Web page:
Another option is to do the part-time 3 year program at the local near-elite-frontier school. But I have had several people tell me if I am going to get an MBA, it makes sense to go to the best school I can get into.
MBA Admissions Consultant
Joined: 26 Dec 2008
Posts: 2453
Location: Los Angeles, CA
Re: Profile Eval/schools to target [#permalink]

Show Tags

New post 02 Apr 2009, 15:22
Welcome to the forum!

In short, I think you're more competitive than you think.

Two things you'll need to do:

(1) Take 1-3 college level classes in calculus, stats, microeconomics, algebra, or something quantitative. A 100-level or 200-level course is fine -- no need to go overboard and do some upper level elective. Don't enroll in the part-time MBA program simply to "show you can handle the work of an MBA program" because it'll only confuse the adcom and make your 'why I want an MBA from *your* school" that much more confusing. Virtually everyone in your position with poor grades just takes a few college classes at their local community college or online extension classes from a reputed university (whether you do it online or not isn't a huge deal - again, all they want to know is that your low GPA wasn't due to lack of brains, but lack of effort/discipline/priorities/focus/etc.). Just take a few classes, ace them, and be done with it.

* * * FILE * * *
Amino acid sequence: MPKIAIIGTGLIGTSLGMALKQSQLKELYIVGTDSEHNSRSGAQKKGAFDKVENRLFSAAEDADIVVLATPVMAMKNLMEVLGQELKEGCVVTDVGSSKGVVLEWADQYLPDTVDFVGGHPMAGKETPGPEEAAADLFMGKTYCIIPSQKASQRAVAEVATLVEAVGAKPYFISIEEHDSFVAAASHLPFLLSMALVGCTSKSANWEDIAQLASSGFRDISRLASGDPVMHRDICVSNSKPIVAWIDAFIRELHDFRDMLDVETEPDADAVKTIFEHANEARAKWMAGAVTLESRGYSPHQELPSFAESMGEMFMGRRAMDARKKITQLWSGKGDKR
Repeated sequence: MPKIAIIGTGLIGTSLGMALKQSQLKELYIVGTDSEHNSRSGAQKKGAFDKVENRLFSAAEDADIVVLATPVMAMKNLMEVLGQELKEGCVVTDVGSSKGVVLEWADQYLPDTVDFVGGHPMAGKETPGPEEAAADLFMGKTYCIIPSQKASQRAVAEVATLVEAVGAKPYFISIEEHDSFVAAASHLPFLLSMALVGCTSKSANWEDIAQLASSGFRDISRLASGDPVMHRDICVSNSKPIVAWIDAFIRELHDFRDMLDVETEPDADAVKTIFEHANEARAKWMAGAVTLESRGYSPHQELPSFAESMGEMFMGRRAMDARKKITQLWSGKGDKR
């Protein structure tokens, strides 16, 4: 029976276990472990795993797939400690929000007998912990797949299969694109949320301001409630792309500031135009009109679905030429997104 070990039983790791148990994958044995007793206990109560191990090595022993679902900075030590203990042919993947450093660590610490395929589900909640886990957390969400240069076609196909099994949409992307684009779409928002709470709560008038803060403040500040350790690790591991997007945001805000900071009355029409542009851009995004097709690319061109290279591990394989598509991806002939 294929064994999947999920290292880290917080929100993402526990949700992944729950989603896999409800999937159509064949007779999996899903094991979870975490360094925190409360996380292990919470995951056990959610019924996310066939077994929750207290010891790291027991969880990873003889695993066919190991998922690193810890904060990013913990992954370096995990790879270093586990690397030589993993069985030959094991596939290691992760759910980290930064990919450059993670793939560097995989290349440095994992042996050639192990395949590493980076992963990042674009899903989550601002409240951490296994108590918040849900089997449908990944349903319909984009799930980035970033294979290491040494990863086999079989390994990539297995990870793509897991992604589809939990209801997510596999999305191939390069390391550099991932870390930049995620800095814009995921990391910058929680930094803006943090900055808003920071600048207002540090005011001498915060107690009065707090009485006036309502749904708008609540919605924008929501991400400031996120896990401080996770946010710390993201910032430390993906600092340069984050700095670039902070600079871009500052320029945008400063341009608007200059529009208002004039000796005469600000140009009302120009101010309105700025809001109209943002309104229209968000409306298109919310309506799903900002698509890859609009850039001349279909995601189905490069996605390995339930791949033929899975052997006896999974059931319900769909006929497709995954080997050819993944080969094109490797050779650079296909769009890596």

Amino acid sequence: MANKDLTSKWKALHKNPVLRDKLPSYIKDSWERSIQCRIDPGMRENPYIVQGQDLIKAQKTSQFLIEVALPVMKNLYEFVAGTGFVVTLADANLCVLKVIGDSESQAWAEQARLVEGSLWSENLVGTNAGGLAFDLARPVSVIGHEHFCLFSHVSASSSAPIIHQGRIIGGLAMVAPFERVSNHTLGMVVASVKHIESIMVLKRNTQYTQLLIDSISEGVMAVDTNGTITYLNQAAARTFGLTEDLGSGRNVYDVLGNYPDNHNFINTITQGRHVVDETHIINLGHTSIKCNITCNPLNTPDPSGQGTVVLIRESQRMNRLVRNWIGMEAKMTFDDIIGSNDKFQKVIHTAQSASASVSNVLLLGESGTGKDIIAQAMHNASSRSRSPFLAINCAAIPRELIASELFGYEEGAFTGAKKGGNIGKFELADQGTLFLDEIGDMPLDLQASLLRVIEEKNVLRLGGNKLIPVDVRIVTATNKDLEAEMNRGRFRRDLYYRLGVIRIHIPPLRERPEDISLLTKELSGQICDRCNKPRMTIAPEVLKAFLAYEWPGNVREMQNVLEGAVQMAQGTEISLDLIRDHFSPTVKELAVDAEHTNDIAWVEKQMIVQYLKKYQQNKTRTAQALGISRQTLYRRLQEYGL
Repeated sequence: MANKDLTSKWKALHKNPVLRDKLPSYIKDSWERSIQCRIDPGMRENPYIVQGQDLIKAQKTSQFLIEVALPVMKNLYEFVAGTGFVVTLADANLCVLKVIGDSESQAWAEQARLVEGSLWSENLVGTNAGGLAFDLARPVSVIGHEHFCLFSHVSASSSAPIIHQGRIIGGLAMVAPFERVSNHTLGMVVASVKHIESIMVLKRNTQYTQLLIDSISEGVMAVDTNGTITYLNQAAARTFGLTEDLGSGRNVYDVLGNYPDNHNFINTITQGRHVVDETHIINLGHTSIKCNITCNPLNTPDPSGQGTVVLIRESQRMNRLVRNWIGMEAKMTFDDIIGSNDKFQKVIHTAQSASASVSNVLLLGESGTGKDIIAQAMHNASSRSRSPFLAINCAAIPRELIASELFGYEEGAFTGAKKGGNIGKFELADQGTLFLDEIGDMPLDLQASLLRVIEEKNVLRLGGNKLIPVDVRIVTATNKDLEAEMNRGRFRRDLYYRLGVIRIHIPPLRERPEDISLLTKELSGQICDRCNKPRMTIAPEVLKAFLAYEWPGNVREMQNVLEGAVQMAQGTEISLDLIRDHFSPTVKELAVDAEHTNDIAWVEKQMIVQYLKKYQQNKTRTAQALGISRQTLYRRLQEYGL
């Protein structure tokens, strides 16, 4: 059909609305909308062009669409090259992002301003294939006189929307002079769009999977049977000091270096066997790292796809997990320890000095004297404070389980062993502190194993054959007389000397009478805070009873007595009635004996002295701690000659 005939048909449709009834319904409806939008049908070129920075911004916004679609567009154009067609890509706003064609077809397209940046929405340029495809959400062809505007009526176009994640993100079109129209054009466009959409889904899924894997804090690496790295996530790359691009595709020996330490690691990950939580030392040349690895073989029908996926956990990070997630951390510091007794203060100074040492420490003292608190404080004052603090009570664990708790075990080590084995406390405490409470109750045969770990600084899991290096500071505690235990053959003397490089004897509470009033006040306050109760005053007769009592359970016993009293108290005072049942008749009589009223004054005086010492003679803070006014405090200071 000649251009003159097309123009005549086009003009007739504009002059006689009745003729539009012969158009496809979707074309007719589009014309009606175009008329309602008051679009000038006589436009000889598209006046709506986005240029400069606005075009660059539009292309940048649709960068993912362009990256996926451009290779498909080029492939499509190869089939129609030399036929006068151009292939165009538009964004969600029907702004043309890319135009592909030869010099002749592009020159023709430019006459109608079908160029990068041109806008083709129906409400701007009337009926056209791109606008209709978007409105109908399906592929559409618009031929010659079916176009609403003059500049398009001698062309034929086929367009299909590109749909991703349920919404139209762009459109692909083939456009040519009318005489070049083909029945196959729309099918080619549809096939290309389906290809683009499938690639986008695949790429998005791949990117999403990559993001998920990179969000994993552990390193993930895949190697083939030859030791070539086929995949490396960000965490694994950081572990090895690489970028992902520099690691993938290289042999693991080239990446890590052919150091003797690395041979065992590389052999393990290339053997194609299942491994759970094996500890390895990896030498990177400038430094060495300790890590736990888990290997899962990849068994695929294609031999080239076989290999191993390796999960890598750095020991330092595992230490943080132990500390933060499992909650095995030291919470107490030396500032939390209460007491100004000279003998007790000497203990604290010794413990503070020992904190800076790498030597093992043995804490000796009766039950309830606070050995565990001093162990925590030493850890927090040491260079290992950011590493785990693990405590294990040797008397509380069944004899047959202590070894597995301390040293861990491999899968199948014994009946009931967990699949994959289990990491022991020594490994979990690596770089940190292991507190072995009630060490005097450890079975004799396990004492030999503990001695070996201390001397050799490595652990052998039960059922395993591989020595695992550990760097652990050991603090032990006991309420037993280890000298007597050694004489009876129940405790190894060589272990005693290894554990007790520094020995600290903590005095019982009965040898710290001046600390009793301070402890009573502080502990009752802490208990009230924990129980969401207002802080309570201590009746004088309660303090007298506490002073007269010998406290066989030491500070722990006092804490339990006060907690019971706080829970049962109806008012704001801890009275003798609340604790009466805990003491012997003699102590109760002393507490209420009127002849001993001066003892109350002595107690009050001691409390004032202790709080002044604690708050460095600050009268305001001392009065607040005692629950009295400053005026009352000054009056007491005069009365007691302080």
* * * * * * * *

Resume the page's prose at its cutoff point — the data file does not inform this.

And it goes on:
(2) Why MBA? If you are able to craft a compelling case for why you want an MBA right now given your experience to date and your career goals, you will be competitive at virtually any top school. It's hard to tell obviously from a few sentences in your post, but it sounds like you're on your way with that.

If you focus on the above two things, you can probably shoot even higher (unless you're looking for scholarship money as a priority, which you may get from the safety schools you've chosen below without a problem).

The one thing you have to your huge advantage is that you come from what I call a "social occupation" (as opposed to an "analytical occupation" which is where most MBA applicants come from). You are in a "social occupation" when the primary performance metrics in which you are evaluated and promoted for are based on your ability to handle *people*. This would include military personnel, teachers, clergy (of any religion), performers, pro athletes playing team sports, and law enforcement personnel. Yes, there are analytical aspects to the job, but you're not being judged on your ability to crunch numbers or format presentations. Conversely, the overwhelming majority of applicants come from "analytical occupations" where they are primarily judged on their ability to process information (crunch numbers, format documents, manage processes, etc). This would include many entry-level to mid-level corporate jobs, junior bankers, junior consultants, engineers, and so forth - the traditional "office job" that many young college educated people have.